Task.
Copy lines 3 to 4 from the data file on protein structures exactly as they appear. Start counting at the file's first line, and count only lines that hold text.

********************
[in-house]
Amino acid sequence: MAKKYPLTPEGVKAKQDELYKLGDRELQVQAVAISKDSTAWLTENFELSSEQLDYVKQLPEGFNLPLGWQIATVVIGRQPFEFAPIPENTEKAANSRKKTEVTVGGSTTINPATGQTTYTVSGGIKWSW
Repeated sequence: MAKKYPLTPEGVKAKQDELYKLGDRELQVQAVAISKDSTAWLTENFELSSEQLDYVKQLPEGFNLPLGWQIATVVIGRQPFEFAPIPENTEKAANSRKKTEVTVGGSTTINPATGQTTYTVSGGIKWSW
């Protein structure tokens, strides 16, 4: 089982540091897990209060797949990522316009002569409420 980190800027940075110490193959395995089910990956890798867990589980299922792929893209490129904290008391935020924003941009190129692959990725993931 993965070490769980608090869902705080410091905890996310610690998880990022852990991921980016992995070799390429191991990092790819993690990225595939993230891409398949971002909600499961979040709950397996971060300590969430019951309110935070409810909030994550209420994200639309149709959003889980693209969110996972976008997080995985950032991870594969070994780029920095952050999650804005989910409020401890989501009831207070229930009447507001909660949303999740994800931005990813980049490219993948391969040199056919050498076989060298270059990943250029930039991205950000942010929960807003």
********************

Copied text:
Repeated sequence: MAKKYPLTPEGVKAKQDELYKLGDRELQVQAVAISKDSTAWLTENFELSSEQLDYVKQLPEGFNLPLGWQIATVVIGRQPFEFAPIPENTEKAANSRKKTEVTVGGSTTINPATGQTTYTVSGGIKWSW
């Protein structure tokens, strides 16, 4: 089982540091897990209060797949990522316009002569409420 980190800027940075110490193959395995089910990956890798867990589980299922792929893209490129904290008391935020924003941009190129692959990725993931 993965070490769980608090869902705080410091905890996310610690998880990022852990991921980016992995070799390429191991990092790819993690990225595939993230891409398949971002909600499961979040709950397996971060300590969430019951309110935070409810909030994550209420994200639309149709959003889980693209969110996972976008997080995985950032991870594969070994780029920095952050999650804005989910409020401890989501009831207070229930009447507001909660949303999740994800931005990813980049490219993948391969040199056919050498076989060298270059990943250029930039991205950000942010929960807003």